Narrative Power

 

 

 

 

 

 

NARRATIVE POWER: A SHORT INTERVIEW

 

In this short interview, Ken Plummer tells a little about his new book.

 

Q: Why did you write Narrative Power?

Narrative has become a contemporary buzzword: everybody’s talking about it.  There’s now a vast amount of writing by academics in all kinds of different disciplines from literature and the humanities, through linguistics and philosophy and onto history and psychology. Narrative is a hot topic. So why would I want to add to this?

Well I’ve been writing about stories in different ways, largely in the field of Critical Sexualities Studies, since the mid 1970s: and I also feel personally the importance of storytelling in life. Stories of my ‘coming out’ experiences when I was young. Stories that of my illness experiences when I had transplant surgery. And stories that have been central to my entire research career. I see understanding stories, narratives and documents of life that people produce to be very central tools of social research. But one focus is often somewhat missing. And that is the broad political social and historical role that narrative has played throughout human time.  Most writings focus on texts, but this new book is a serious attempt to put the texts in their deep social context. It is an attempt to build a sociology of stories.

So to answer the question.  I’ve added yet one more book to the field of narrative studies to hopefully give us who work in the narrative field a stronger and firmer focus on the social role stories and particularly the political one. There are actually relatively few books that try to do this

 

Q: So what are its central arguments?

 

My central claim is that we live in a narrative reality where stories shape power and power shapes story. There is a perpetual dialogue between power and storytelling. More: we could say that good stories can help shape a human life for the better; but if they are bad they can also help a life fail. So I am suggesting that the stories we tell really matter. Both in life and politics. As many have said before, we have to be careful of the tales we tell, for tales may come true. There can be narrative self-fulfilling prophecies: our stories have consequences. We can see this right now with the rise of Trump, Brexit, the environmental crisis, the populist movements and on and on. Just listen to the stories that are now being told. Where on earth will they take us?

Human beings have, of course, always lived with stories: it is one thing that defines our humanity. And it may be that right now we are entering one of those moments of significant change: of narrative crisis. In my book Narrative Power,I discuss a number  of potential tensions that are shaping our narrative realities today. For example, I discuss narrative inequality in a time of well documented increasing inequalities and exclusion. Many voices, most of our seven and a half billion voices, are not heard much in the world. Dominant voices, as always, shape the key stories of our time. Yet there are a range of responses to this and I look at how both social media and social movements are bringing new stories to the fore.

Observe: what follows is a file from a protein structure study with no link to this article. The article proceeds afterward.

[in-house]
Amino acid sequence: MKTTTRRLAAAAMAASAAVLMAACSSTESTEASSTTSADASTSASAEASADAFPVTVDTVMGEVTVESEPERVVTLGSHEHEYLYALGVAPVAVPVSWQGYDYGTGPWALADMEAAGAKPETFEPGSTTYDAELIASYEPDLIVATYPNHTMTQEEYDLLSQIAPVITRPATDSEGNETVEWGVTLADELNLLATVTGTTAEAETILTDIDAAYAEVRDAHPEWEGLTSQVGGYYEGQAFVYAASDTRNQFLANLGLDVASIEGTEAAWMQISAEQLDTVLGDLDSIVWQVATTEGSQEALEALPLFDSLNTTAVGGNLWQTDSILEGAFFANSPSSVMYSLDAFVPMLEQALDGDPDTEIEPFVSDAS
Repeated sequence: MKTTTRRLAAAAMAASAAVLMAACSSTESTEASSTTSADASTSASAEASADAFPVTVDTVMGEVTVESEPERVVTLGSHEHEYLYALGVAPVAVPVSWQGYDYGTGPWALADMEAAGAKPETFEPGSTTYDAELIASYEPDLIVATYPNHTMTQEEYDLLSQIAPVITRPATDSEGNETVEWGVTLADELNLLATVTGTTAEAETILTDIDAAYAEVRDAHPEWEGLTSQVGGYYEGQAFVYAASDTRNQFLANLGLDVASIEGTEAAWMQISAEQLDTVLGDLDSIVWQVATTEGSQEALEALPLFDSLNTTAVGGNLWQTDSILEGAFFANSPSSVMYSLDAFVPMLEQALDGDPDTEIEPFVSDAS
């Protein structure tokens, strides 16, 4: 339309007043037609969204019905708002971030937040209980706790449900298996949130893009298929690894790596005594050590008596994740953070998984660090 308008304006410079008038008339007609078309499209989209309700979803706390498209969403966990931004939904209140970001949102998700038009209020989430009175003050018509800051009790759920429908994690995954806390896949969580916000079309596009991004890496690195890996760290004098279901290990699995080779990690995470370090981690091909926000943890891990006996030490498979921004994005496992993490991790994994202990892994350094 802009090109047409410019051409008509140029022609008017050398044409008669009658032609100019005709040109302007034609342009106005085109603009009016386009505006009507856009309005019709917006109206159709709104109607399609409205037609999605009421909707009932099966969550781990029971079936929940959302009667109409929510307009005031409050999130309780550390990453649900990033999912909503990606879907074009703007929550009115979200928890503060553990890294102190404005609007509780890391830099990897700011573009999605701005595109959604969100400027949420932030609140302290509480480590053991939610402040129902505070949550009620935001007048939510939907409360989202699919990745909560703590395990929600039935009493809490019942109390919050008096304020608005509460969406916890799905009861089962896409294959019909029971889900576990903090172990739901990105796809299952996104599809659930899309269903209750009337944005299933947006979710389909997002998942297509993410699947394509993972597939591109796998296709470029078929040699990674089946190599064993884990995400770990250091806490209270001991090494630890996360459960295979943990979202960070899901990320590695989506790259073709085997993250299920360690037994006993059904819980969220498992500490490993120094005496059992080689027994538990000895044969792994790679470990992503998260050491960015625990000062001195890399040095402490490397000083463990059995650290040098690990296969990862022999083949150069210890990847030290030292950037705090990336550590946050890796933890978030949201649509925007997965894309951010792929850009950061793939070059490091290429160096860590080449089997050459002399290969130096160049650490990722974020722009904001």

A second major crisis is the Techno crisis, both of digitalism and artificial intelligence. These may well bring huge benefits to us: but they also bring great dangers. We are literally entering a world of new forms of risky storytelling which we don’t understand, and which often bring dehumanising problems: abuse, surveillance, corruption, narcissistic individualism. The book raises the question of how power is shaping new forms of digitalism and the new forms of storytelling they bring with them. We are only just on the cusp of trying to understand the risks they bring.

And then we have the crisis of the narrative and performative state. States are bound up deeply with the telling of democratic, authoritarian or cosmopolitan stories. Partly through the new digitalism, partly through the new populist movements and partly through the fragility and complexity of states worldwide as they enter a new phase of neoliberal disorder, new narratives are being forged.

More than this there is always a problem of narrative truth. The recent concern with ‘fake news’ is hardly new. What is needed is a grounded and rounded approach to the complicated matters of truth and wisdom. The one thing truth never can be is simple! It is always a dialogic struggle of many elements. It has to b really worked for, never simply given. Scientific truth may be the key but there are also always matters of aesthetics, ethics, pragmatics – and indeed politics- that need taking into account too.